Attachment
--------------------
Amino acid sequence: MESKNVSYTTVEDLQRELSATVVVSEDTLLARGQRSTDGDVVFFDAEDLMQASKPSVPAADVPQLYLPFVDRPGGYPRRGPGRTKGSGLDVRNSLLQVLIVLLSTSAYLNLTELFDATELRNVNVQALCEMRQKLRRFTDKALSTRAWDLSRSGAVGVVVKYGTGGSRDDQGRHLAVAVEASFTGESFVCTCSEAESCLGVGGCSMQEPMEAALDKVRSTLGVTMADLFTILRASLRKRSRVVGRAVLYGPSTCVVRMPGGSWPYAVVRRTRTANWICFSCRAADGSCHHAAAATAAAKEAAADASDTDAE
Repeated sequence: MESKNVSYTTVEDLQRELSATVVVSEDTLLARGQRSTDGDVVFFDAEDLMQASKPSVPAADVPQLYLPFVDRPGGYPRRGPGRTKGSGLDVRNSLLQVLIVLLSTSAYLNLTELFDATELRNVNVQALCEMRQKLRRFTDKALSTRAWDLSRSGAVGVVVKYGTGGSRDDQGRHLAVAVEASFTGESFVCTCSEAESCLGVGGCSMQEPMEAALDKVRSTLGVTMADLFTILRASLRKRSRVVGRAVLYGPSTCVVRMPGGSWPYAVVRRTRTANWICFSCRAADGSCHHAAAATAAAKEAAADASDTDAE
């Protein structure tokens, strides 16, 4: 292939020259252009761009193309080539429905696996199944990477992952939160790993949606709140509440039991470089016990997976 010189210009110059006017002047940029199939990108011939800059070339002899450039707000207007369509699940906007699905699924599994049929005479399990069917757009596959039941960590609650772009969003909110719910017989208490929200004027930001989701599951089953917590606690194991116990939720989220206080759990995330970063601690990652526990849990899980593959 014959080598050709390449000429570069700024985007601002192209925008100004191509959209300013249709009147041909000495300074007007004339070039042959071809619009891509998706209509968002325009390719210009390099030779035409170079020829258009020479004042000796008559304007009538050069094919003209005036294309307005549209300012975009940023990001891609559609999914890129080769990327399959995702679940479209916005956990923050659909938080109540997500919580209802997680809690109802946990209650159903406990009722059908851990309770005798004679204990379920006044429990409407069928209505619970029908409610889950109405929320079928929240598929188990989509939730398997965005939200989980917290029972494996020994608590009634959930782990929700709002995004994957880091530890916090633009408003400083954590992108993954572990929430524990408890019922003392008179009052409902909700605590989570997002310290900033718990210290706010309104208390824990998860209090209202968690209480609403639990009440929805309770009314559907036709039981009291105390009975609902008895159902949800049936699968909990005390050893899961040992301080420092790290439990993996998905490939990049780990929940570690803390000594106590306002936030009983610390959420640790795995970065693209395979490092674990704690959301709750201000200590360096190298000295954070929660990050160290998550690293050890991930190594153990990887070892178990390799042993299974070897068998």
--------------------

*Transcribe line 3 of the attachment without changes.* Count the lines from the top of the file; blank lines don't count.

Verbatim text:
């Protein structure tokens, strides 16, 4: 292939020259252009761009193309080539429905696996199944990477992952939160790993949606709140509440039991470089016990997976 010189210009110059006017002047940029199939990108011939800059070339002899450039707000207007369509699940906007699905699924599994049929005479399990069917757009596959039941960590609650772009969003909110719910017989208490929200004027930001989701599951089953917590606690194991116990939720989220206080759990995330970063601690990652526990849990899980593959 014959080598050709390449000429570069700024985007601002192209925008100004191509959209300013249709009147041909000495300074007007004339070039042959071809619009891509998706209509968002325009390719210009390099030779035409170079020829258009020479004042000796008559304007009538050069094919003209005036294309307005549209300012975009940023990001891609559609999914890129080769990327399959995702679940479209916005956990923050659909938080109540997500919580209802997680809690109802946990209650159903406990009722059908851990309770005798004679204990379920006044429990409407069928209505619970029908409610889950109405929320079928929240598929188990989509939730398997965005939200989980917290029972494996020994608590009634959930782990929700709002995004994957880091530890916090633009408003400083954590992108993954572990929430524990408890019922003392008179009052409902909700605590989570997002310290900033718990210290706010309104208390824990998860209090209202968690209480609403639990009440929805309770009314559907036709039981009291105390009975609902008895159902949800049936699968909990005390050893899961040992301080420092790290439990993996998905490939990049780990929940570690803390000594106590306002936030009983610390959420640790795995970065693209395979490092674990704690959301709750201000200590360096190298000295954070929660990050160290998550690293050890991930190594153990990887070892178990390799042993299974070897068998």